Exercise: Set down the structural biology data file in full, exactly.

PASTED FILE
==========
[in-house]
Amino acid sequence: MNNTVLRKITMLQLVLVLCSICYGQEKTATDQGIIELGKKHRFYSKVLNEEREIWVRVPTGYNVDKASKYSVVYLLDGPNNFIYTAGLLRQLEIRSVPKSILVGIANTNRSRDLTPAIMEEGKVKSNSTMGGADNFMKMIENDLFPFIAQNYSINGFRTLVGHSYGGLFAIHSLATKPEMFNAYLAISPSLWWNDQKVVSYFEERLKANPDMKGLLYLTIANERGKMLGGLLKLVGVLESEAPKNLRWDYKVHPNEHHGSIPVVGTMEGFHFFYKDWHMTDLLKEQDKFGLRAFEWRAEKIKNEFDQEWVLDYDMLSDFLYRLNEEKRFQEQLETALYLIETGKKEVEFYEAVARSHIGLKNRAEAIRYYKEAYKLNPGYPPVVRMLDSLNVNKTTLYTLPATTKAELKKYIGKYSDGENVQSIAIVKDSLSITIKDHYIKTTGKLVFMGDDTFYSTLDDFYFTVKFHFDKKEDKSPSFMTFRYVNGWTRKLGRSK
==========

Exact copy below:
[in-house]
Amino acid sequence: MNNTVLRKITMLQLVLVLCSICYGQEKTATDQGIIELGKKHRFYSKVLNEEREIWVRVPTGYNVDKASKYSVVYLLDGPNNFIYTAGLLRQLEIRSVPKSILVGIANTNRSRDLTPAIMEEGKVKSNSTMGGADNFMKMIENDLFPFIAQNYSINGFRTLVGHSYGGLFAIHSLATKPEMFNAYLAISPSLWWNDQKVVSYFEERLKANPDMKGLLYLTIANERGKMLGGLLKLVGVLESEAPKNLRWDYKVHPNEHHGSIPVVGTMEGFHFFYKDWHMTDLLKEQDKFGLRAFEWRAEKIKNEFDQEWVLDYDMLSDFLYRLNEEKRFQEQLETALYLIETGKKEVEFYEAVARSHIGLKNRAEAIRYYKEAYKLNPGYPPVVRMLDSLNVNKTTLYTLPATTKAELKKYIGKYSDGENVQSIAIVKDSLSITIKDHYIKTTGKLVFMGDDTFYSTLDDFYFTVKFHFDKKEDKSPSFMTFRYVNGWTRKLGRSK